The thing that AP and its chums have failed to realise is that their industry is dead - it just hasn't stopped running around yet. Rather than spending their diminishing resources on fighting legal battles that are, in terms of their long-term effectiveness, irrelevant to the overwhelming majority of internet users, they should be developing a strategy that assumes the internet *will* be (if it isn't already) the dominant medium for news dissemination. The job of the directors, editors and leaders in the field is to protect the shareholders' investments and transition the obsolete practices, mechanisms and legal position into this medium. If they don't manage it, they'll just get steamrollered. Firing off lawsuits won't stop it, though it might just prolong the agony and deplete their finances and really piss-off their prospective customers.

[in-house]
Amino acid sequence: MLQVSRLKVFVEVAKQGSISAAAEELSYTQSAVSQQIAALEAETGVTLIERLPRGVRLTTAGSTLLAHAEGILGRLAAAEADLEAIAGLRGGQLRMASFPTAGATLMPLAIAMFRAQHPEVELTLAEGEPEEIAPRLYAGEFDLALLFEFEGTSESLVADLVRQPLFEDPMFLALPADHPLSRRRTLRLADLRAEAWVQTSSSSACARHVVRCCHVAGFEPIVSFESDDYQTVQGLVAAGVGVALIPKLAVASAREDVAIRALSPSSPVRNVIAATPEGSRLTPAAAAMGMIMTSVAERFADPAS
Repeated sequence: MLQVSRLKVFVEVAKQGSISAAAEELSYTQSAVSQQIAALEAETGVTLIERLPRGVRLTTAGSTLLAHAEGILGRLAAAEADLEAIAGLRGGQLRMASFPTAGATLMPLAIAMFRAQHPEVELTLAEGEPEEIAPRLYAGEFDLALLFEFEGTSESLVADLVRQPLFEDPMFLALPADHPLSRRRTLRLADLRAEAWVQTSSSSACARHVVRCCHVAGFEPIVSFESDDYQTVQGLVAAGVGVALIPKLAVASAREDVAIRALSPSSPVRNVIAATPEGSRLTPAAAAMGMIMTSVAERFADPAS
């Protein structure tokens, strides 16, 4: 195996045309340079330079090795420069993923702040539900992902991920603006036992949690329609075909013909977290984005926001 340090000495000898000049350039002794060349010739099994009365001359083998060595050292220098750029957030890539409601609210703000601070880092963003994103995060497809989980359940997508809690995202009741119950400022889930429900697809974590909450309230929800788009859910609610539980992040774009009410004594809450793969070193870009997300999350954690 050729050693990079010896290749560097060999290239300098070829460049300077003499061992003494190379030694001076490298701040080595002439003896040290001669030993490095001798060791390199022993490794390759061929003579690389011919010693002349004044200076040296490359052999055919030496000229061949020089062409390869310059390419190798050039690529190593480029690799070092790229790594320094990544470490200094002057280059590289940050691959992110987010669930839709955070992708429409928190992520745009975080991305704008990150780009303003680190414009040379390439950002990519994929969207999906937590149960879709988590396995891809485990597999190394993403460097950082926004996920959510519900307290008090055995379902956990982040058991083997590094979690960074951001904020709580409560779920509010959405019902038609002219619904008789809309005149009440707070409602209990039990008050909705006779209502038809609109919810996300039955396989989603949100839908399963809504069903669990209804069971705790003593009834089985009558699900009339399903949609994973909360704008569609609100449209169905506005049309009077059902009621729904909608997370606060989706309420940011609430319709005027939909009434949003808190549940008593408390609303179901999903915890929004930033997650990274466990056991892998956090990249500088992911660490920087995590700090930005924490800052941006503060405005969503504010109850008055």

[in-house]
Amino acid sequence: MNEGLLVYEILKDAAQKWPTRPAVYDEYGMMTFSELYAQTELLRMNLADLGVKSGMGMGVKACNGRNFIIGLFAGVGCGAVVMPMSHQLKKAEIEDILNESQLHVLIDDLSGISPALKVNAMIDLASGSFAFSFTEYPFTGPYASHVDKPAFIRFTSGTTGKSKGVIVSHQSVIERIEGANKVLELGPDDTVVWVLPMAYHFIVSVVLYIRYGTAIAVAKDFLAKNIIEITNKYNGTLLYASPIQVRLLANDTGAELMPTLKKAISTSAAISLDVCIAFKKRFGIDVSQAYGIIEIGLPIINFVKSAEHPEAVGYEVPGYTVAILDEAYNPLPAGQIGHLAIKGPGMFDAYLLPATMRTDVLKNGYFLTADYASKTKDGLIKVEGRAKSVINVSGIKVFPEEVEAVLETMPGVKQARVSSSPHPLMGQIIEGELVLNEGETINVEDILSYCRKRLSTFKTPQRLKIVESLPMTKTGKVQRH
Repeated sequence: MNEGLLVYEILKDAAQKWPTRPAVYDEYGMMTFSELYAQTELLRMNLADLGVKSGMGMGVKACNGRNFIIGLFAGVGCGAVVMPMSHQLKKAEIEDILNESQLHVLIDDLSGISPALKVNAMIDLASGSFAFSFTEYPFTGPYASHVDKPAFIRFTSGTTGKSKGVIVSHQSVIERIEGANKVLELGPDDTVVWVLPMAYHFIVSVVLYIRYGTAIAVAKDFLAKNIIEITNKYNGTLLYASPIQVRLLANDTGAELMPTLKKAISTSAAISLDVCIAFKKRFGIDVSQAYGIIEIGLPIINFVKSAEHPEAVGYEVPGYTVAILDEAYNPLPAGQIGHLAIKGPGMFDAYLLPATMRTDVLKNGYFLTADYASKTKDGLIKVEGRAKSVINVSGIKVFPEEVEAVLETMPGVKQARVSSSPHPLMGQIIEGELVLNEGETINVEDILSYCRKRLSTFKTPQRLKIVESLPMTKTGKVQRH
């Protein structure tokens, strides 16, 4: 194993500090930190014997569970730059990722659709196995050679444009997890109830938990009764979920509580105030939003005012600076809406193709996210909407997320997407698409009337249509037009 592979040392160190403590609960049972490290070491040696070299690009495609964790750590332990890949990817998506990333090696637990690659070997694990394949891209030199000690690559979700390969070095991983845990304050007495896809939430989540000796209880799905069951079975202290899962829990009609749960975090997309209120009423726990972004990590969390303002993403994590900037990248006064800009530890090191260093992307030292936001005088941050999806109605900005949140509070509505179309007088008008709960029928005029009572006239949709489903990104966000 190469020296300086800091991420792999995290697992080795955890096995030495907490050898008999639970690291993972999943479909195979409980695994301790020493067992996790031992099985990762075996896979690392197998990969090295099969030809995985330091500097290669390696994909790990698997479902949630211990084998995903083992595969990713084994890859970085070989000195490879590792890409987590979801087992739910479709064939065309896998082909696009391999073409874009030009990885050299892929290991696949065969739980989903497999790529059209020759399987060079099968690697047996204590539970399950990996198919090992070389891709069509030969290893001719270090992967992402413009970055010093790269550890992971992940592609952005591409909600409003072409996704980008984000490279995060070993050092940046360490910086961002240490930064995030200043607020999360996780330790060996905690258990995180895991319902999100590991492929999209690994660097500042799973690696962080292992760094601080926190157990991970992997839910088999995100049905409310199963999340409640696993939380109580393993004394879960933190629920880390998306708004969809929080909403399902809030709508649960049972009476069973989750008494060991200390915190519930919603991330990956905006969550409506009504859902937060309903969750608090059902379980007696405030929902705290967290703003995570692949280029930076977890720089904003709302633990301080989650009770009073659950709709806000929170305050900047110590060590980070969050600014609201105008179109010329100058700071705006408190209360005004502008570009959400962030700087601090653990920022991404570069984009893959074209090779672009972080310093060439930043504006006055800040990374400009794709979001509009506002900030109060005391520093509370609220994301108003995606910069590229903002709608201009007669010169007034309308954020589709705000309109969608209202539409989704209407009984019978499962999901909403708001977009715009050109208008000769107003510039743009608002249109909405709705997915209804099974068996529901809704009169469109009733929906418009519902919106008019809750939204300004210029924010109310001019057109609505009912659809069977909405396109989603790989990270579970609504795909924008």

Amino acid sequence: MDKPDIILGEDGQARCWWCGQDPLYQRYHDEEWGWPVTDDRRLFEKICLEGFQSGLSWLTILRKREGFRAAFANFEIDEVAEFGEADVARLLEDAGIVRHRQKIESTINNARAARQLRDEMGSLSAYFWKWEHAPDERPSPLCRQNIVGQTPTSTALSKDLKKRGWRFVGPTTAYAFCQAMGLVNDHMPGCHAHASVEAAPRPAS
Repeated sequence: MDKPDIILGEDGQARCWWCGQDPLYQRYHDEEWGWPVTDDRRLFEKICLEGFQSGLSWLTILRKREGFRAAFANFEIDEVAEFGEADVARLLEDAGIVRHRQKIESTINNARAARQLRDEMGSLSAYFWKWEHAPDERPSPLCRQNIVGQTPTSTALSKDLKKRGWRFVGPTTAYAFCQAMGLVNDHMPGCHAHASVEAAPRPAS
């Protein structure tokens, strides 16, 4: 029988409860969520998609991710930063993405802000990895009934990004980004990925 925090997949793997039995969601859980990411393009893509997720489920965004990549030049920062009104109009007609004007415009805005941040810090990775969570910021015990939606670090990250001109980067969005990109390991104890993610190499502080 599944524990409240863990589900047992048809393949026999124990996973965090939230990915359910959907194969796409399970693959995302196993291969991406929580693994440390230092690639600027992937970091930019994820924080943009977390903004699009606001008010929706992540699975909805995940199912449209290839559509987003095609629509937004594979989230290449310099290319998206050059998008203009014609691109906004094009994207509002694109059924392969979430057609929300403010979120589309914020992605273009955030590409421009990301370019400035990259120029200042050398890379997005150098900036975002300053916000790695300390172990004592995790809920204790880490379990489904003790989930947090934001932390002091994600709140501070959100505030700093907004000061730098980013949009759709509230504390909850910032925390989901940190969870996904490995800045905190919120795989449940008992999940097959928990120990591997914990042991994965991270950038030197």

One thing we learned from The Alamo is that sheer weight of numbers is bloody hard to beat. So given that we have a handful of news, music and media organisations hunkered down and fending off technological threats. On the other hand we have half a billion bloggers, users and surfers who don't give a stuff about copyright and intellectual property (especially when it''s all in a foreign country). My money's on the horde!